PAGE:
One well-publicized example of the fictionalized author can be discerned in Jop van Bennekom’s self-initiated Re magazine. Van Bennekom links his magazine — which started as a school project at the Jan van Eyck Academie — to a “typical Dutch approach… A conceptual position of self-irony and self-questioning.” Bennekom positions himself as both the originator and subject of the magazine. Through this overt form, the magazine is dedicated to his interests, proclivities, possessions, friends, life events. The magazine generates a fictional presence — the designer Jop van Bennekom — who permeates every aspect of the project. Even as he moves from sole proprietor to executive editor to a single individual, van Bennekom serves as both author and subject in an intensely autobiographical project.



And then this. Visiting the recent AMO/OMA exhibition at the National Gallery in Berlin, I was greeted by a special Rem Koolhaas doll that artist Tony Oursler had created for the exhibition. Koolhaas can be read on several levels, as literal author and as coalescing figure — the ringmaster — marshalling the forces of a broad, decentralized, international cast of collaborators whose work is unified under his name. Oursler’s figure of Koolhaas floats spectrally over a smashed and decayed pile of garbage and broken design elements and reads, over and over in continuous loop, his article “Junkspace.” The Rem doll makes a perpetual celebrity appearance, endlessly spouting his famous, branded rhetoric.


In typical Dutch fashion, no one dresses up to make an appearance. The Dutch author arrives disheveled. His or her presence is padded with irony and self-deprecation. There seems to be a close connection between the rise of the author, of subjectivity, and the un-designing of design.

But what drove that shift to the undesigned design in the ’90s and the attendant Dutch Design explosion internationally? While part of the shift is clearly a reaction to the slickness of the ’80s and the early ’90s, I nominate one man, Joop van den Ende, as the real source of inspiration. Joop van den Ende is of course the father of the worldwide global phenomenon known as Big Brother and bubble-gum television. The basic tenet of Big Brother is that compelling television may result from simply sticking a bunch of unlikeable characters in a house and filming the ensuing friction.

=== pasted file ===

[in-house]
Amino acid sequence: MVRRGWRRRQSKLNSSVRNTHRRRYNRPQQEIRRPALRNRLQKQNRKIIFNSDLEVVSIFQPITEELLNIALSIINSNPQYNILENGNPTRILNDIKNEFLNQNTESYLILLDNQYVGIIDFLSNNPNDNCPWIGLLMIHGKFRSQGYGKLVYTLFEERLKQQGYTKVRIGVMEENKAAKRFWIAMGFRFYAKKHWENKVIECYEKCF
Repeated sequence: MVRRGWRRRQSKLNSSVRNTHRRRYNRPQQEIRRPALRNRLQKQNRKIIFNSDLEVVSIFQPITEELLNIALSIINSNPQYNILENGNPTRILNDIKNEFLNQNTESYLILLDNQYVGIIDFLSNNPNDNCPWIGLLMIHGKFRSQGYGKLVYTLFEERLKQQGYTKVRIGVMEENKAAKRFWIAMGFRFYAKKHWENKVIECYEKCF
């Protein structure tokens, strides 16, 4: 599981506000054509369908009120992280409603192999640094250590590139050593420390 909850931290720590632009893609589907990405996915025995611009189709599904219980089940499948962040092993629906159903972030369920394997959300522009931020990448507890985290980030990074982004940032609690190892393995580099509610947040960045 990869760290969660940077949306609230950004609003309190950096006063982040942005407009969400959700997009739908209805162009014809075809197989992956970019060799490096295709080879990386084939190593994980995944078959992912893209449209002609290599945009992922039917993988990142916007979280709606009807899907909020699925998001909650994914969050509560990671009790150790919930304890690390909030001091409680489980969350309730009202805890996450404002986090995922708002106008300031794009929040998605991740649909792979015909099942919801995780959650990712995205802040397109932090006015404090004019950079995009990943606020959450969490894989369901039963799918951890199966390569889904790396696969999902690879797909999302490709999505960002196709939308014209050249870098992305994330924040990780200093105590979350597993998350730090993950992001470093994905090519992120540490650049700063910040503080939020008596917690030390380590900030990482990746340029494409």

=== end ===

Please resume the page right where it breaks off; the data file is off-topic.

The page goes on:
Reality TV has exploded in the U.S. and around the world. Television producers love it because it’s cheap, easy to make, easy to serialize and, most important, easy to localize. It satisfies the grim desire to inspect your neighbor’s dirty laundry. In Holland it seems to have a special resonance, perhaps because the whole country is a kind of artificial reality of closely packed neighbors, or perhaps because of the brutal efficiency of the concept. It seems to embody the “not one penny more” credo.


Recent work focuses on the banal: the areas untouched by Dumbarism and the sweeping over-design gestures from the years before. Van Lieshout’s AVL Ville is a kind of artificial reality TV. The work refers to the standard, accidental items of an in-between space, but always with some ironic twist. Actually, it’s a romanticized banality. This work ignores the corporate, globalized reality of Phillips and PTT or Rabobank. The romanticized reality focuses on the generic apartment, the refugee camp, the abandoned embankment and the vernacular language of the do-it-yourselfer.


That same aesthetic is repackaged by agencies like KesselsKramer in campaigns for the likes of Diesel and Ben. Their own sly, funny website perfectly embodies the methodology. It adopts all of the familiar clichés of the web, injects them with style, and produces a new form of writing that is part reference, part narrative, part playacting. Of course this casualness is so enormously cultivated and finessed that it is immediately recognizable as design with a capital D. No one would miss the joke.

The question is: does banality have an agenda? Is anything advanced except the blasé, detached bemusement of the designer? Has Holland become so comfortable, so completely designed, that the only thing left is ironic commentary on the act of designing itself? Does anyone think about a kind of makeable society, or have we just given up? Design may have become a free-floating reaction, all verb without direct object.